The War Addicts Alternative Mission in Afghanistan

The War Addicts – 2016 and Then Some

by Tom Engelhardt

Sometimes it’s the little things in the big stories that catch your eye.  On Monday, the Washington Post ran the first of three pieces adapted from Bob Woodward’s new book Obama’s Wars, a vivid account of the way the U.S. high command boxed the Commander-in-Chief into the smallest of Afghan corners.  As an illustration, the Post included a graphic the military offered President Obama at a key November 2009 meeting to review war policy.  It caught in a nutshell the favored “solution” to the Afghan War of those in charge of fighting it — Admiral Mike Mullen, Chairman of the Joint Chiefs of Staff, General David Petraeus, then-Centcom commander, General Stanley McChrystal, then-Afghan War commander, and Secretary of Defense Robert Gates, among others.

Labeled “Alternative Mission in Afghanistan,” it’s a classic of visual wish fulfillment.  Atop it is a soaring green line that represents the growing strength of the notoriously underwhelming “Afghan Forces,” military and police, as they move toward a theoretical goal of 400,000 — an unlikely “end state” given present desertion rates.  Underneath that green trajectory of putative success is a modest, herky-jerky blue curving line, representing the 40,000 U.S. troops Gates, Petraeus, Mullen, and company were pressuring the president to surge into Afghanistan.

The eye-catching detail, however, was the dating on the chart.  Sometime between 2013 and 2016, according to a hesitant dotted white line (that left plenty of room for error), those U.S. surge forces would be drawn down radically enough to dip somewhere below — don’t gasp — the 68,000 level.  In other words, three to six years from now, if all went as planned — a radical unlikelihood, given the Afghan War so far — the U.S. might be back close to the force levels of early 2009, before the President’s second surge was launched.  (When Obama entered office, there were only 31,000 U.S. troops in Afghanistan.)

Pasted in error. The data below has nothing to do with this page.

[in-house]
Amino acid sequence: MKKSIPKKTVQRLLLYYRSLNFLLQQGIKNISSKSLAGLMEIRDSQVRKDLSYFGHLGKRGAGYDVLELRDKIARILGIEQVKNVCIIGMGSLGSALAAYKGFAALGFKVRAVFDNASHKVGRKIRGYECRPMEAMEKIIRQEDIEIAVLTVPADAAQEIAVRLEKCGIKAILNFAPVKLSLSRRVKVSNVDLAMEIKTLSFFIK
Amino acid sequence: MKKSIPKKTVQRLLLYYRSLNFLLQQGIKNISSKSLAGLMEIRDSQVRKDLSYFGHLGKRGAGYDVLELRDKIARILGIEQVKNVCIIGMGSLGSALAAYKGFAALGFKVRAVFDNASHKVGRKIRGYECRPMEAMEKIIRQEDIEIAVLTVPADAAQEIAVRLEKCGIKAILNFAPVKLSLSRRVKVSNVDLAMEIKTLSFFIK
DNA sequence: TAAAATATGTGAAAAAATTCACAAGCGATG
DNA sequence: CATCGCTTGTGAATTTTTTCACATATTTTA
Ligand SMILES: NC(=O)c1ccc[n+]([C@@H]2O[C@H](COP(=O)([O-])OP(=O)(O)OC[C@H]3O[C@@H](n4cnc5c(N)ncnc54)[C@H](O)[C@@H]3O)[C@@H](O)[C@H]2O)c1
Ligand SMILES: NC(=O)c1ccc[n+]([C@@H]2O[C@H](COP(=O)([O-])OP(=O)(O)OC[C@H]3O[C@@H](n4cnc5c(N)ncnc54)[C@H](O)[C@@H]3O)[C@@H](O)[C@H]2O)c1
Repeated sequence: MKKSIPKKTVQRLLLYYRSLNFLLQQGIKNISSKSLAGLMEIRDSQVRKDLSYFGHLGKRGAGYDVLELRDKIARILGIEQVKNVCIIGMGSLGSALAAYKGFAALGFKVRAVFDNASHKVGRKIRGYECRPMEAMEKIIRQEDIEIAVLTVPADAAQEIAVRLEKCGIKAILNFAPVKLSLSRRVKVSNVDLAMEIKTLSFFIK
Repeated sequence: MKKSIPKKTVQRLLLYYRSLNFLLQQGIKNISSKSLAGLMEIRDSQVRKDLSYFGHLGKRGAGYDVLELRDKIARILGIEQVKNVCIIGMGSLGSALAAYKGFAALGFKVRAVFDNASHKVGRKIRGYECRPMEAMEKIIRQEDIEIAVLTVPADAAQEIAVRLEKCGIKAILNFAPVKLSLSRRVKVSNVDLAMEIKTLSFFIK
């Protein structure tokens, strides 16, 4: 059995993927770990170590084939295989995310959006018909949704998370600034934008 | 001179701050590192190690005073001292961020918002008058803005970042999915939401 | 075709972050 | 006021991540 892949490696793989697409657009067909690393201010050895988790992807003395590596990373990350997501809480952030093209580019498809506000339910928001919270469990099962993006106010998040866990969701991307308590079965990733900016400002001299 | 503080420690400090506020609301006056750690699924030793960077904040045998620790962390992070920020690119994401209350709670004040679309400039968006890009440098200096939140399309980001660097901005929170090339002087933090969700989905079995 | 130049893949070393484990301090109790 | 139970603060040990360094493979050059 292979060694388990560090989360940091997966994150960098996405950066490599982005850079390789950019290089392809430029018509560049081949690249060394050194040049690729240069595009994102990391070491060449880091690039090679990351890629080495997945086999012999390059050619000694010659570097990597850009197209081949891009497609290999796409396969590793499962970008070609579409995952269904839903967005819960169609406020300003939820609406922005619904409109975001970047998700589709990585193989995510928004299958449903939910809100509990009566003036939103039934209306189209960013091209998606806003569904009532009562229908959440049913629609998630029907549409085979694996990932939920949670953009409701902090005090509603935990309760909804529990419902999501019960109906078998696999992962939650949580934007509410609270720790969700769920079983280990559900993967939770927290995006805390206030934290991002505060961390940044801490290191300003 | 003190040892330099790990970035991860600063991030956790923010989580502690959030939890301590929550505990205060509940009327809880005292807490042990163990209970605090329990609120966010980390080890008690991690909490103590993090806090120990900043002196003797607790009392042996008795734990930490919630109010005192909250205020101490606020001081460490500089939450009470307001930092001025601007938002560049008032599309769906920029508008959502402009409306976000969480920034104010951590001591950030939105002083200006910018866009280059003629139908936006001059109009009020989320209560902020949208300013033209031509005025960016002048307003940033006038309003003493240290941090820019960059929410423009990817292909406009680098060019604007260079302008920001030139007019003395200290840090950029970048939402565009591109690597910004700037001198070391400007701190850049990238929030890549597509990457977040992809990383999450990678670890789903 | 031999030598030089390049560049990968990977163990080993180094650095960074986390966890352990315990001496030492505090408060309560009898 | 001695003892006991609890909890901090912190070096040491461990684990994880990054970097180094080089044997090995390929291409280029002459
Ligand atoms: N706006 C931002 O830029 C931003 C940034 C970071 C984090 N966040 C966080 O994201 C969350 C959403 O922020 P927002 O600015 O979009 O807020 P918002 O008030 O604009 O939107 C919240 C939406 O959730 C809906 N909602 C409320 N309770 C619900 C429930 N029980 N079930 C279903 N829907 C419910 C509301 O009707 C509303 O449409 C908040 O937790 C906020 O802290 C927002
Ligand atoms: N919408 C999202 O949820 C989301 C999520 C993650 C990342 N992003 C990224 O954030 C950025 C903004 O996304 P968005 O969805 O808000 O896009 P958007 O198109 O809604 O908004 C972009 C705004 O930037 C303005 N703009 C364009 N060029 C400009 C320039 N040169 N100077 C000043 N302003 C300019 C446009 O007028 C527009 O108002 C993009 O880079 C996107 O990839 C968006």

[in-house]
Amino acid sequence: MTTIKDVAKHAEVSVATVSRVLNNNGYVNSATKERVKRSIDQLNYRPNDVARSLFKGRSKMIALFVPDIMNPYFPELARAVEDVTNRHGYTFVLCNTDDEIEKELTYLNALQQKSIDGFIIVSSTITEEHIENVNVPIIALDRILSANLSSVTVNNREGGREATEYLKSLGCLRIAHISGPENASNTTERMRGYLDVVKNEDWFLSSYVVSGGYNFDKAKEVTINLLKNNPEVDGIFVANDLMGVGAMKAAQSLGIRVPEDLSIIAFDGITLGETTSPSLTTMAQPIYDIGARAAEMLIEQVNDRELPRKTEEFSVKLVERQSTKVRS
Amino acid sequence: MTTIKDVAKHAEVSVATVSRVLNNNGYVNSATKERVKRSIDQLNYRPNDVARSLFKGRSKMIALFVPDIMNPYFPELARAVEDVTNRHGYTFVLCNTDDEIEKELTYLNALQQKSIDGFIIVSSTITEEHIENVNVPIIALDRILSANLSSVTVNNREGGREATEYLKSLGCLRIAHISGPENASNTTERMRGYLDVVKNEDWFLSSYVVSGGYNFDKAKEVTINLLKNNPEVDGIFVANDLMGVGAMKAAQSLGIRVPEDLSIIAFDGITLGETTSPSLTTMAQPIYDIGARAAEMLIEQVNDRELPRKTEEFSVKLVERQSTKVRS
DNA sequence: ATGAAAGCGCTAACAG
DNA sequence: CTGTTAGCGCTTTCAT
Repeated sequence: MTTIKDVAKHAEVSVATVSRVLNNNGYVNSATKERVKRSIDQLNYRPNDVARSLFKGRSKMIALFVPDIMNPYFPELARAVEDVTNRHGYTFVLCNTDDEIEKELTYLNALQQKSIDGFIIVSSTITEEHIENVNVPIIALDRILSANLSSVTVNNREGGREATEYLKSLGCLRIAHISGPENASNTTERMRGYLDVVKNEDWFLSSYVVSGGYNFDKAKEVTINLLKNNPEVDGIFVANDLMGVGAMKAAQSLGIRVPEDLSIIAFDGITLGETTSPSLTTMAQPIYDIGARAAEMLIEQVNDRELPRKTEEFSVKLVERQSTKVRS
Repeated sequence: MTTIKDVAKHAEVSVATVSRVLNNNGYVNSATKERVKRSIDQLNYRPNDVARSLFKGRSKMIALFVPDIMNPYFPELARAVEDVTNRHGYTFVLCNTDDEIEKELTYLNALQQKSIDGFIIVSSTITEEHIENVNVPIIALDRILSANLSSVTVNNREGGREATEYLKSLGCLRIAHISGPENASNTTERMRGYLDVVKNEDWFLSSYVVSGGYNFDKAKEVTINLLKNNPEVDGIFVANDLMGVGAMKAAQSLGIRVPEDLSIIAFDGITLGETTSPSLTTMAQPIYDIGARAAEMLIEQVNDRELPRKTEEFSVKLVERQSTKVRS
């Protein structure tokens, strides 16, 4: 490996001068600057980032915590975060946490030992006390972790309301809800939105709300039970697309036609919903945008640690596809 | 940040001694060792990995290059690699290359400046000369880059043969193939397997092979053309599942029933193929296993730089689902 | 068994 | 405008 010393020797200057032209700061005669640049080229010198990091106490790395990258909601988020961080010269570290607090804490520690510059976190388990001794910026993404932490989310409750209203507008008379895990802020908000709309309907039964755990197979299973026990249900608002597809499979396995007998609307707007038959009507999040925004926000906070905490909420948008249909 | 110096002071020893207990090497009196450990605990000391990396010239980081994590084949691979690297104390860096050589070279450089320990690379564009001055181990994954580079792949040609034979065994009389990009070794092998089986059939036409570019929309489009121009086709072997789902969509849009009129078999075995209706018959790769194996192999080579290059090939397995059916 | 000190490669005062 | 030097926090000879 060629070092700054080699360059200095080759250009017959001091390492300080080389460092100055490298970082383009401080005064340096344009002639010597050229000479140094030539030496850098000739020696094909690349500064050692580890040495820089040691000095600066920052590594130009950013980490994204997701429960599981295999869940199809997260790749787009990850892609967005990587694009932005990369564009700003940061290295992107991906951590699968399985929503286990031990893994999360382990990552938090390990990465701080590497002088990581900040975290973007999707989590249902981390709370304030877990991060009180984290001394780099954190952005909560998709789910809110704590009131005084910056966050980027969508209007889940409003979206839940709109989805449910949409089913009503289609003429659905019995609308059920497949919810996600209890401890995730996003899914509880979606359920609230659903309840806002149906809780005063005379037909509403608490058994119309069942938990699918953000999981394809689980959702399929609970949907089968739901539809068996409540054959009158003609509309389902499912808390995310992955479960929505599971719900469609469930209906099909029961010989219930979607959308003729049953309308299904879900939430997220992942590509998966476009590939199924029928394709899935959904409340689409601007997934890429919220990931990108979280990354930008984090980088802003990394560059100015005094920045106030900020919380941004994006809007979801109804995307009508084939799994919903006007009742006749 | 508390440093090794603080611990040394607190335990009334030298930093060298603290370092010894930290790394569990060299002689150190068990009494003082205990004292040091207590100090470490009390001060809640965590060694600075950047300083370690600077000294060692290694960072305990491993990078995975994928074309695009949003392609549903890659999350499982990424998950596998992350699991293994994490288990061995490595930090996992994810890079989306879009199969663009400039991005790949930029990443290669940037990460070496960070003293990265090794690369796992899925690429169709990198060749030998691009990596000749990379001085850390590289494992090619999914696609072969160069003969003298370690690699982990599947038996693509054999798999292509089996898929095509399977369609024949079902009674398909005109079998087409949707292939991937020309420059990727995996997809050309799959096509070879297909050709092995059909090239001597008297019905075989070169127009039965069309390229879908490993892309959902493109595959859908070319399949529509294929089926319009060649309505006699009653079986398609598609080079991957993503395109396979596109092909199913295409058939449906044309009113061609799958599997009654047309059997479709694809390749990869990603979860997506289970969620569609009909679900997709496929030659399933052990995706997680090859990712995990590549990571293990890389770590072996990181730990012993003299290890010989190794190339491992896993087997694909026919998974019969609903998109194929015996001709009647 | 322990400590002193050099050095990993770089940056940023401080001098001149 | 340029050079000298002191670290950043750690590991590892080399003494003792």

Or consider the three $100 million bases (or parts of bases) that Walter Pincus of the Washington Post reported the Pentagon is now preparing to build in Afghanistan.  These, he adds, won’t be ready for use until, at best, “later in 2011,” well after the Obama troop drawdown is set to begin.  According to Noah Shachtman of the Danger Room blog, one $100 million upgrade for a future Special Operations headquarters in northern Afghanistan, when done, will include: a “communications building, Tactical Operations Center, training facility, medical aid station, Vehicle Maintenance Facility… dining facility, laundry facility, and a kennel to support working dogs… Supporting facilities include roads, power production system and electrical distribution, water well, non-potable water production, water storage, water distribution, sanitary sewer collection system, communication manhole/duct system, curbs, walkways, drainage, and parking. Additionally, the project will include site preparation and compound security measures to include guard towers.”  

A State of War to the Horizon

Tell me: Does this sound like a military getting ready to leave town any time soon?


And let’s not leave out the Army’s incessant planning for the distant future embodied in a recently published report, “Operating Concept, 2016-2028,” overseen by Brigadier General H.R. McMaster, a senior advisor to Gen. David Petraeus.  It opts to ditch “Buck Rogers” visions of futuristic war, and instead to imagine counterinsurgency operations, grimly referred to as “wars of exhaustion,” in one, two, many Afghanistans to the distant horizon.

read all of it here…


    • Edger on October 1, 2010 at 5:19 pm
  1. embarking on a new war. One with Pakistan. The masters of war are saying that this is just another front on our endless, boarder less an war on terra. Here we go again! Take a nap edger its off we go again to war to war…

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